HOME |  CULT MOVIES | COMPETITIONS | ADVERTISE |  CONTACT US |  ABOUT US
 
 
 
Newest Reviews
Nightwing
Shadow of the Hawk
Month of Single Frames, A
Last Moment of Clarity
Fukushima 50
Dreams on Fire
Sing as We Go!
Burnt Orange Heresy, The
Craft Legacy, The
Eye of the Storm
Inflatable Sex Doll of the Wastelands
Where No Vultures Fly
Come True
Kagemusha
Justine
Poly Styrene: I Am a Cliché
Madchen in Uniform
Fire Will Come
Suspect
Jailbreak Pact
News of the World
Dementer
Beyond Clueless
Stylist, The
Sky is On Fire, The
Wrong Turn
In a Year with 13 Moons
Blush
Strange Affair of Uncle Harry, The
Sinners, The
Tammy and the T-Rex
Archenemy
Zappa
Mindwarp
State Secret
Mogul Mowgli
Owners, The
Twentieth Century, The
Story of Gilbert and Sullivan, The
What Lies Below
   
 
Newest Articles
Network Double Bills: All Night Long and Ballad in Blue
Chew Him Up and Spit Him Out: Romeo is Bleeding on Blu-ray
British Body Snatchers: They Came from Beyond Space on Blu-ray
Bzzzt: Pulse on Blu-ray
The Tombs Will Be Their Cities: Demons and Demons 2 on Arrow
Somebody Killed Her Husband: Charade on Blu-ray
Network Double Bills: Maroc 7 and Invasion
Network Double Bills: The Best of Benny Hill and The Likely Lads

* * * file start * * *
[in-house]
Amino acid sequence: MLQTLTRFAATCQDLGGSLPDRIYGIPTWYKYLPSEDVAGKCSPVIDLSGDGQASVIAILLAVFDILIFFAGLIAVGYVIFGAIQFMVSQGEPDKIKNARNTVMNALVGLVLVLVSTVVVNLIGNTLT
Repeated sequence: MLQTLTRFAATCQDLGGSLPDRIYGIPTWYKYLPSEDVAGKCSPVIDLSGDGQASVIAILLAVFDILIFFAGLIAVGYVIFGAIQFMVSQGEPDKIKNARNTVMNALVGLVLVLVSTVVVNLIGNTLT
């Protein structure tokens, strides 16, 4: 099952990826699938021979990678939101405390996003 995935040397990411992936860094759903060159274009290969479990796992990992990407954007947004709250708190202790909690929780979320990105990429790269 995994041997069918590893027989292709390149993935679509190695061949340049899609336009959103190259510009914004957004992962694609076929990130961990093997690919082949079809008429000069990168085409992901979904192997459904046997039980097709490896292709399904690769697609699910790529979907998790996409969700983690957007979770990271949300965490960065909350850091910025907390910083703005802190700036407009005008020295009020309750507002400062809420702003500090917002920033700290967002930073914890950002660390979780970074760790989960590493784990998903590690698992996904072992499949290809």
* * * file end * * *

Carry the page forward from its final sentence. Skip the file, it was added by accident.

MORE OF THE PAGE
Network Double Bills: Some Girls Do and Deadlier Than the Male
Absolutely Bananas: Link on Blu-ray
Network Double Bills: Hawk the Slayer and The Medusa Touch
The Price of Plague: The Masque of the Red Death on Blu-ray
Network Double Bills: Seance on a Wet Afternoon and Ring of Spies
Chaney Chillers: Inner Sanctum Mysteries - The Complete Film Series on Blu-ray
Adelphi Extras: Stars in Your Eyes on Blu-ray
Toons for the Heads: Fantastic Planet and Adult Animation
Nature Girl: The New World on Blu-ray
Network Double Bills: Perfect Friday and Robbery
Network Double Bills: The House in Nightmare Park and The Man Who Haunted Himself
Newley Minted: The Strange World of Gurney Slade on Blu-ray
Bad Love: The Night Porter on Blu-ray
Brevity is the Soul of Weird: Short Sharp Shocks on Blu-ray
Get Your Ass to Mars: Total Recall on Blu-ray
Call the Professionals: Le Cercle Rouge on Blu-ray
When There's No More Room in Hell: Dawn of the Dead on Blu-ray
   
 
  Escape from Alcatraz Big Break
Year: 1979
Director: Don Siegel
Stars: Clint Eastwood, Patrick McGoohan, Roberts Blossom, Jack Thibeau, Fred Ward, Paul Benjamin, Larry Hankin, Bruce M. Fischer, Frank Ronzio, Fred Stuthman, David Cryer, Madison Arnold, Blair Burrows, Bob Balhatchet